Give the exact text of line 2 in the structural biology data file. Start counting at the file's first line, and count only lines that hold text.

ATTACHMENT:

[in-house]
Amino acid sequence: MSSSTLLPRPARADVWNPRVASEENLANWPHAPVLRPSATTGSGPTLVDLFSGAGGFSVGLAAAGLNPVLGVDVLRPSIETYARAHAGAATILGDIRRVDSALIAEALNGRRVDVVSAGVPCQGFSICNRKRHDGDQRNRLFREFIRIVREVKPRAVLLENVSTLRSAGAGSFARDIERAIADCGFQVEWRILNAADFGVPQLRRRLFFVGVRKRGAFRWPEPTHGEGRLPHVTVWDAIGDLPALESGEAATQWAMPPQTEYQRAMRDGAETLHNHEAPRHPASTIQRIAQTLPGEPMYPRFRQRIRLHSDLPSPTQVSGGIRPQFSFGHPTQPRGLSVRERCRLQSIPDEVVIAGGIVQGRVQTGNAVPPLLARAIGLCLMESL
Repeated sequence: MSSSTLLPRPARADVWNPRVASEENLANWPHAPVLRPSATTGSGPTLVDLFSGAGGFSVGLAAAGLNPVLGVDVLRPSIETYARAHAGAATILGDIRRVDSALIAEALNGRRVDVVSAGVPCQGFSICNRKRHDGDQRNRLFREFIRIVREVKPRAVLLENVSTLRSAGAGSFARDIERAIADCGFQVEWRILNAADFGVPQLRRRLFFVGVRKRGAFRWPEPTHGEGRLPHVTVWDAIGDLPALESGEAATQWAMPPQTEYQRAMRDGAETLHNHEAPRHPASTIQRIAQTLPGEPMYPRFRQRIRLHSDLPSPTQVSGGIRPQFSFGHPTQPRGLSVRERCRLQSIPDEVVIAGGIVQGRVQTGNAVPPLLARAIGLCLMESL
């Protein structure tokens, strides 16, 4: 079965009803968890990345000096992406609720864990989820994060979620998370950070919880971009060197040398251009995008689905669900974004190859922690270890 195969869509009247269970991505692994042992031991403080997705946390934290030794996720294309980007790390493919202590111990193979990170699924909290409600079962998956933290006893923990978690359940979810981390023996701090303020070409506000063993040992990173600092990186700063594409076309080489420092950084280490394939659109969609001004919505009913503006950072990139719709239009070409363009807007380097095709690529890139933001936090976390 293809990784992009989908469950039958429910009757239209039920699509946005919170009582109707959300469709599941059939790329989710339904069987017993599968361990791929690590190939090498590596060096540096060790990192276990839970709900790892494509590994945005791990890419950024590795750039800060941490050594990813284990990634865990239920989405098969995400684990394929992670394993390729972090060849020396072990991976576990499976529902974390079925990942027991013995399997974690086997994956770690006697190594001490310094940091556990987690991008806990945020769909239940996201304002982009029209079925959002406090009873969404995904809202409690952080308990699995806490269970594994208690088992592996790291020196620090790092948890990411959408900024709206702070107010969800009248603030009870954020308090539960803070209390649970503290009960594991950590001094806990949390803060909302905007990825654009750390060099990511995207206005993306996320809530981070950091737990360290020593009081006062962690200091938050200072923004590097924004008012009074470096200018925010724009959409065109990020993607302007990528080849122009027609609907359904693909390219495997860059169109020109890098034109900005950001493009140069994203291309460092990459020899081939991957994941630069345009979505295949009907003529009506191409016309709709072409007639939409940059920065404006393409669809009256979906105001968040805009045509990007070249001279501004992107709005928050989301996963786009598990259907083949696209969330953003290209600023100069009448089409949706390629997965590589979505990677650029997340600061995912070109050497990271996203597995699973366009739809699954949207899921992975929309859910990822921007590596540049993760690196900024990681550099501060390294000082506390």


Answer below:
Amino acid sequence: MSSSTLLPRPARADVWNPRVASEENLANWPHAPVLRPSATTGSGPTLVDLFSGAGGFSVGLAAAGLNPVLGVDVLRPSIETYARAHAGAATILGDIRRVDSALIAEALNGRRVDVVSAGVPCQGFSICNRKRHDGDQRNRLFREFIRIVREVKPRAVLLENVSTLRSAGAGSFARDIERAIADCGFQVEWRILNAADFGVPQLRRRLFFVGVRKRGAFRWPEPTHGEGRLPHVTVWDAIGDLPALESGEAATQWAMPPQTEYQRAMRDGAETLHNHEAPRHPASTIQRIAQTLPGEPMYPRFRQRIRLHSDLPSPTQVSGGIRPQFSFGHPTQPRGLSVRERCRLQSIPDEVVIAGGIVQGRVQTGNAVPPLLARAIGLCLMESL